More Thoughts On Live Streaming On YouTube

I have started doing Live Streaming on YouTube about more than half a year ago, regularly on my channel, typically on Thursday night 10pm, Malaysian time. I have written before about my intentions why I started Live Streaming, the challenges that I faced and how I worked around them, you can find my previous articles here and here. Since my last update more than 3 months ago, there has been some small changes which I do want to explore and talk about in this blog. It has been quite fulfilling being able to reach about 150-200 people concurrently during a live session, and throughout the entire stream, thousands of people. My Live Stream is definitely a work in progress, so from time to time it is important to sit down, reelect and make adjustments for further improvements. 

Here are some things that remained the same, in case some people never bothered to check the previous post about my Live Stream setup:
  • I still use the OM System OM-1 as the main camera with Panasonic 15mm F1.7 attached.
  • The OM-1 was run through a HDMI cable into an EZCAP 4K capture card, which outputs USB into my PC computer.
  • I am running a AMD Ryzen 5 3600 CPU with 32GB RAM and GTX1660 graphics, a low level yet effective setup for non-strenuous streaming uses.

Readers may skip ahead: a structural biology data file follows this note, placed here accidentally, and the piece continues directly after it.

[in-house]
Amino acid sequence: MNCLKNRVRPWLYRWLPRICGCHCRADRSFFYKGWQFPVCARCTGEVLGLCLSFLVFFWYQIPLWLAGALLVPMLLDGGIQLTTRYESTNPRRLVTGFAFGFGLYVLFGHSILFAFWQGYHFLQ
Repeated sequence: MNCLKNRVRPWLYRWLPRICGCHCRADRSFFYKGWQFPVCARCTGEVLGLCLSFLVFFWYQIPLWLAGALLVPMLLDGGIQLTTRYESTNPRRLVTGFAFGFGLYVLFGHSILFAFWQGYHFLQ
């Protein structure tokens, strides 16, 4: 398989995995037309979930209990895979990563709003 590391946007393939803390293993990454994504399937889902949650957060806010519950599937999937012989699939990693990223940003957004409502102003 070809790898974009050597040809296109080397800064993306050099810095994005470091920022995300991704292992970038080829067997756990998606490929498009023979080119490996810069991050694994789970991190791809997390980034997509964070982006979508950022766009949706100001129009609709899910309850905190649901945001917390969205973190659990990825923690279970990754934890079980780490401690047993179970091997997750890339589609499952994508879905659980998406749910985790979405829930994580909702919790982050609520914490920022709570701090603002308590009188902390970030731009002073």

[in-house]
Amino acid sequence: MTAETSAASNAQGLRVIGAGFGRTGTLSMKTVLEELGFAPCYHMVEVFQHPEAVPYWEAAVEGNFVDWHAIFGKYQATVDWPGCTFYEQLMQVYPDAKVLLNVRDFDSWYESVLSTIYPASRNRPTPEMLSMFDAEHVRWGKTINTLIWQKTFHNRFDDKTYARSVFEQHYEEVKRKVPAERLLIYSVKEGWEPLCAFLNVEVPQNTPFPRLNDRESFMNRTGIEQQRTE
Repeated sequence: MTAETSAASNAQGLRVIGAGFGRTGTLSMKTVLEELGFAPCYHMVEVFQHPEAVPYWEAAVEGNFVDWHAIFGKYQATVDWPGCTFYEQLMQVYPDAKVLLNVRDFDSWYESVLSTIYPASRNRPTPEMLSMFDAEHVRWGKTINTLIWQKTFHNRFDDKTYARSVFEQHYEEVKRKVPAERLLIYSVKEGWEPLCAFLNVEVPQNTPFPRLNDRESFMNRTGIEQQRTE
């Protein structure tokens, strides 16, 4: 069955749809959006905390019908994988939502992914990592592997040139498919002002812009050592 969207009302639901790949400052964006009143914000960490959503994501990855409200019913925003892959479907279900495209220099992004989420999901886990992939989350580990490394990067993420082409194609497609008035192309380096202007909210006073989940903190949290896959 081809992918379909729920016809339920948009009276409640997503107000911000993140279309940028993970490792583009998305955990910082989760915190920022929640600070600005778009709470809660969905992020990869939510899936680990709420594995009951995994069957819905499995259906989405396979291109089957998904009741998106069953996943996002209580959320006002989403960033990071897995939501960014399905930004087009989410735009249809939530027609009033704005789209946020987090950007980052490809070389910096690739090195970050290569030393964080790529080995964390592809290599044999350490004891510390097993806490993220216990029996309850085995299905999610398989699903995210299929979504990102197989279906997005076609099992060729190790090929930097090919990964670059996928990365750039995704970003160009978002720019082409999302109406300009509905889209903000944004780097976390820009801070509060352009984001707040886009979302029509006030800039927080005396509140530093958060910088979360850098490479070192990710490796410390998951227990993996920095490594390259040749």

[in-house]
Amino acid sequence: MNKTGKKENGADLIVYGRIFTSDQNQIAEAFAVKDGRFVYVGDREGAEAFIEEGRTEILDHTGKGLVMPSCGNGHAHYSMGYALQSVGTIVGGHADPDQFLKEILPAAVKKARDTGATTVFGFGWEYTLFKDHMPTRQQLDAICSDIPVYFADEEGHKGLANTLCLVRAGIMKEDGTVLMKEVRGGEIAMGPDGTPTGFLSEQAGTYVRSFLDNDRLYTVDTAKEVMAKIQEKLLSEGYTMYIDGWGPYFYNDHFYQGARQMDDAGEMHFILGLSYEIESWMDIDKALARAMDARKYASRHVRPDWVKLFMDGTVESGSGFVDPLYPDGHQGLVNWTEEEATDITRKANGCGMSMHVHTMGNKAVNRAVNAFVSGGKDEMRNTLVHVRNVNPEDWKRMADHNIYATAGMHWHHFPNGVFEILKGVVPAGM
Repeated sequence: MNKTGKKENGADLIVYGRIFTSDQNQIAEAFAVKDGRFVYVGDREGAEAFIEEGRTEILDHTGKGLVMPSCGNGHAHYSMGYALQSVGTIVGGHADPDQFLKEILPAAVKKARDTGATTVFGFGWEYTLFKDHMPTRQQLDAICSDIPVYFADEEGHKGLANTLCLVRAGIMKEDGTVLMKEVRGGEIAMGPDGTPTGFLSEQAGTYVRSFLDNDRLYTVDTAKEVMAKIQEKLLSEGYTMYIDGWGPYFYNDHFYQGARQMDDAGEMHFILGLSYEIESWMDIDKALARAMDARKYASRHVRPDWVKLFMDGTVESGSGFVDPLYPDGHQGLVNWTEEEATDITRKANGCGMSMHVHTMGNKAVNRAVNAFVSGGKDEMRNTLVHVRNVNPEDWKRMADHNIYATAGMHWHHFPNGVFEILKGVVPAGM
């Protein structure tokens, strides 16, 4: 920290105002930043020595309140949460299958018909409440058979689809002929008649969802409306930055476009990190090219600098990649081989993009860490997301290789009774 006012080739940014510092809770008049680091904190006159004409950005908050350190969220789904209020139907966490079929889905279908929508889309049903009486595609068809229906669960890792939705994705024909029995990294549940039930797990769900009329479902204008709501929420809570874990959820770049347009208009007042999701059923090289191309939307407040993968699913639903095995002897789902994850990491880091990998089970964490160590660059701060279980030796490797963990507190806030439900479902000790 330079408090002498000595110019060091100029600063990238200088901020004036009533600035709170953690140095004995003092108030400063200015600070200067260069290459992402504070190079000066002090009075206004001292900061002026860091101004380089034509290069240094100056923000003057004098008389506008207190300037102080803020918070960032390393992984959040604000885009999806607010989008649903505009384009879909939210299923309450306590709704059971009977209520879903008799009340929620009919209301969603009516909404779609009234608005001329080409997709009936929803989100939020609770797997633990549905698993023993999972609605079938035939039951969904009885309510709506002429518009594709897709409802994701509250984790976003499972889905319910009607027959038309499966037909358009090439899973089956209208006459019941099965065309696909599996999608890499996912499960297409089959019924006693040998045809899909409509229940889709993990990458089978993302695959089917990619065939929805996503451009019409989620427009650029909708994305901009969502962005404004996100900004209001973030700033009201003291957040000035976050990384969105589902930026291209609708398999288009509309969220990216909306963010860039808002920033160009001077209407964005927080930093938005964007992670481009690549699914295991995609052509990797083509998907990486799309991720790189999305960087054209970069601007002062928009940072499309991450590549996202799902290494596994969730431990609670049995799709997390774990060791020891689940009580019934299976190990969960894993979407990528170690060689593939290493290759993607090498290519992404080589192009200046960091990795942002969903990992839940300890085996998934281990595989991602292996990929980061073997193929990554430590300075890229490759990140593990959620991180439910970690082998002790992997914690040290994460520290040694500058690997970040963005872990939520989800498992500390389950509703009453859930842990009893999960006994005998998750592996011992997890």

• The video feed was captured by OBS Software on computer which was connected to YouTube by default. 
  • All main light and ambient accent RGB lights remained unchanged. 
Here are some things which have changed since the last setup:
  • If it isn't obvious on the cover photograph already, the microphone is new. It is the Maono PD200X, a dynamic microphone. I will talk about this later in this blog. 
  • I am using a new "deadcat" for the microphone, or a windshield with synthetic fur, which was super effective to reduce 99% of my plosives. 
  • I have tinkled with the OBS software a lot more, when it comes to filter adjustments, both for audio and video
  • I have started to share slideshow of photographs in between my streams, which I did not do previously. I believe showing my work is important as a photographer, if I want people to take me seriously.